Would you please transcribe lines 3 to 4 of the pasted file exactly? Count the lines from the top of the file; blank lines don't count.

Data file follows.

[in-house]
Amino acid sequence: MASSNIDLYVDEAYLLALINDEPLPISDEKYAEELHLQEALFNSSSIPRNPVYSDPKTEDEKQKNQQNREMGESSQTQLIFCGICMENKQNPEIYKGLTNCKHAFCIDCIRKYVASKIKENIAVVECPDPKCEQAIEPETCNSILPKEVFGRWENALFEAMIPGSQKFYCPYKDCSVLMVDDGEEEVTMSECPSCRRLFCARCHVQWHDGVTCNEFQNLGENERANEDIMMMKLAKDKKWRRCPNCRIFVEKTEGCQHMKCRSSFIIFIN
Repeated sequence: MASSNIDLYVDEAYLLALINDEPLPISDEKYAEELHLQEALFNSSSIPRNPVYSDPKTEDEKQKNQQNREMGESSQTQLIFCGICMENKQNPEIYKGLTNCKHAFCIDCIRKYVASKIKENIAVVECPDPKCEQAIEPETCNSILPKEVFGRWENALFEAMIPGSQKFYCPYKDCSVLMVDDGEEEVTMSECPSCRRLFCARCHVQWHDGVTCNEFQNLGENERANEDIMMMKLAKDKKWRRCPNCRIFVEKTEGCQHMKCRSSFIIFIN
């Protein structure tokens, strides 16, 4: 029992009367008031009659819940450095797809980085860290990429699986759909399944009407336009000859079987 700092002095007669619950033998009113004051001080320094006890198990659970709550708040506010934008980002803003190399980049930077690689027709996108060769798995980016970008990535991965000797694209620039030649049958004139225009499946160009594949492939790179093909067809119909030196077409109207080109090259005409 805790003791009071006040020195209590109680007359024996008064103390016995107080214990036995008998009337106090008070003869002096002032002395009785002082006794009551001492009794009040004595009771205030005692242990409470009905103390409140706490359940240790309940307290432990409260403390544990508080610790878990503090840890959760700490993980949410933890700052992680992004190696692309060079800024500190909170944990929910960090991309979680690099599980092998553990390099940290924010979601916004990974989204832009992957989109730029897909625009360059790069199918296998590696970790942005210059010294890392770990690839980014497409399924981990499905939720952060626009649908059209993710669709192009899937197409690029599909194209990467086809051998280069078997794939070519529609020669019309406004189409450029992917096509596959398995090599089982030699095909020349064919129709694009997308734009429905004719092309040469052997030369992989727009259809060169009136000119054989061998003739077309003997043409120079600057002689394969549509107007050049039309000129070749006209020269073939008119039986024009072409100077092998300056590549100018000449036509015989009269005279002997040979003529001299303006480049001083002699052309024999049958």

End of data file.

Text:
Repeated sequence: MASSNIDLYVDEAYLLALINDEPLPISDEKYAEELHLQEALFNSSSIPRNPVYSDPKTEDEKQKNQQNREMGESSQTQLIFCGICMENKQNPEIYKGLTNCKHAFCIDCIRKYVASKIKENIAVVECPDPKCEQAIEPETCNSILPKEVFGRWENALFEAMIPGSQKFYCPYKDCSVLMVDDGEEEVTMSECPSCRRLFCARCHVQWHDGVTCNEFQNLGENERANEDIMMMKLAKDKKWRRCPNCRIFVEKTEGCQHMKCRSSFIIFIN
């Protein structure tokens, strides 16, 4: 029992009367008031009659819940450095797809980085860290990429699986759909399944009407336009000859079987 700092002095007669619950033998009113004051001080320094006890198990659970709550708040506010934008980002803003190399980049930077690689027709996108060769798995980016970008990535991965000797694209620039030649049958004139225009499946160009594949492939790179093909067809119909030196077409109207080109090259005409 805790003791009071006040020195209590109680007359024996008064103390016995107080214990036995008998009337106090008070003869002096002032002395009785002082006794009551001492009794009040004595009771205030005692242990409470009905103390409140706490359940240790309940307290432990409260403390544990508080610790878990503090840890959760700490993980949410933890700052992680992004190696692309060079800024500190909170944990929910960090991309979680690099599980092998553990390099940290924010979601916004990974989204832009992957989109730029897909625009360059790069199918296998590696970790942005210059010294890392770990690839980014497409399924981990499905939720952060626009649908059209993710669709192009899937197409690029599909194209990467086809051998280069078997794939070519529609020669019309406004189409450029992917096509596959398995090599089982030699095909020349064919129709694009997308734009429905004719092309040469052997030369992989727009259809060169009136000119054989061998003739077309003997043409120079600057002689394969549509107007050049039309000129070749006209020269073939008119039986024009072409100077092998300056590549100018000449036509015989009269005279002997040979003529001299303006480049001083002699052309024999049958």